Heard on the Street
“Heard on the street.” For years as a reporter I relied on that phrase as a catch-all to describe some news source that – for a variety of reasons – would best not be identified by name. “Heard on the street” could have been something whispered off the record at a coffee shop or bar or overheard at the next table at a restaurant or while waiting in line at the public library. Today, at least, it’s literally from the street, either heard or seen on one of my daily perambulations around town. Some snippets:
Who’s out and about? A lot of people, and almost all of them are practicing pretty good “social distancing,” a phrase that I now am replacing with “physical distancing.” There’s plenty of socializing possible at a six-foot (or even 20-foot) distance.
One day last week a friend and I chatted over coffee at opposite sides of a large outdoor table at Hinds Plaza in front of the public library. While there and chatting with other visitors at other tables, 20 feet away, we speculated on the possibility of Princeton University cancelling its annual Reunions weekend, the largest event of the year for both the school and the town, which relies on it as a major economic driver.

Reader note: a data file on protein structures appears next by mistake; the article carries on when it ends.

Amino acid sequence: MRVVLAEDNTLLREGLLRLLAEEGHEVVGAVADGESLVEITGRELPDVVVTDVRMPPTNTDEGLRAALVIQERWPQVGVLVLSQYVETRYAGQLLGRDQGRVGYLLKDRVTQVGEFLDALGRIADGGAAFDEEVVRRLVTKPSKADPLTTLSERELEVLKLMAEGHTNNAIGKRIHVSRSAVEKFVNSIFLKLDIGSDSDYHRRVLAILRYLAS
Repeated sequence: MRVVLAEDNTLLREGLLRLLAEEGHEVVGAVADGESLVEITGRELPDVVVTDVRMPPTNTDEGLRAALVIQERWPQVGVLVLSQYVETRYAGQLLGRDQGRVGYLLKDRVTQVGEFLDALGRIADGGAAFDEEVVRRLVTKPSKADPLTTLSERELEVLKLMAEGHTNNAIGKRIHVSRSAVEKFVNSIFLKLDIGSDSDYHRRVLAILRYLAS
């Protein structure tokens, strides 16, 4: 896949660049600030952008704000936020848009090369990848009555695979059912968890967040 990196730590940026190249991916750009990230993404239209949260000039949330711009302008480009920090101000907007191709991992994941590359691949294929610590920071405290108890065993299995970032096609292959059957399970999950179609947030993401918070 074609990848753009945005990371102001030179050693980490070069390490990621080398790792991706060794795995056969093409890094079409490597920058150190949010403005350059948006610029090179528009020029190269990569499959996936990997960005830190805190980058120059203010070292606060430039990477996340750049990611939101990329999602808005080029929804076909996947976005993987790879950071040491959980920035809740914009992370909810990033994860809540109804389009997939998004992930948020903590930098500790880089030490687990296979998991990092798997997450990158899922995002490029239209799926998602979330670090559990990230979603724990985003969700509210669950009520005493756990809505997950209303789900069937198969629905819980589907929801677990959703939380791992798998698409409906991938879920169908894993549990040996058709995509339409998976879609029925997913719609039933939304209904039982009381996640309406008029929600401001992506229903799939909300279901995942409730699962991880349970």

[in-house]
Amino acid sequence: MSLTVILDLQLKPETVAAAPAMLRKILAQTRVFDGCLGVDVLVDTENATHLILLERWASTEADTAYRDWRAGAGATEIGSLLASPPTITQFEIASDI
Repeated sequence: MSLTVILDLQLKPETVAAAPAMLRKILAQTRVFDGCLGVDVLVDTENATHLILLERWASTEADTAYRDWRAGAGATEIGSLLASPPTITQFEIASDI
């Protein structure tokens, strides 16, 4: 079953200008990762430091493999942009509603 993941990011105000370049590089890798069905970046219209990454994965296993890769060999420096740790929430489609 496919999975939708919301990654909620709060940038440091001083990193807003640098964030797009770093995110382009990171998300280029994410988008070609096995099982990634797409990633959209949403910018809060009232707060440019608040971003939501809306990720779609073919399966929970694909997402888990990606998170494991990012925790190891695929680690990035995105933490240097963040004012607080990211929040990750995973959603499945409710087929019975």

We thought about the curse that seems to have visited the college Class of 1970. Many schools’ graduations were curtailed or canceled that year because of the killing of four Kent State students by the National Guard and the subsequent campus protests. At Princeton graduation went on as scheduled, with Coretta Scott King and Bob Dylan among others receiving honorary degrees. But most of the class did not participate in the alumni “P-Rade.” Instead the class president marched alone with a protest banner. On the occasion of its 50th reunion the class could have marched in force, carrying all sorts of banners commemorating and poking fun at its senior year self. Could have, but will not – no Princeton P-Rade this year.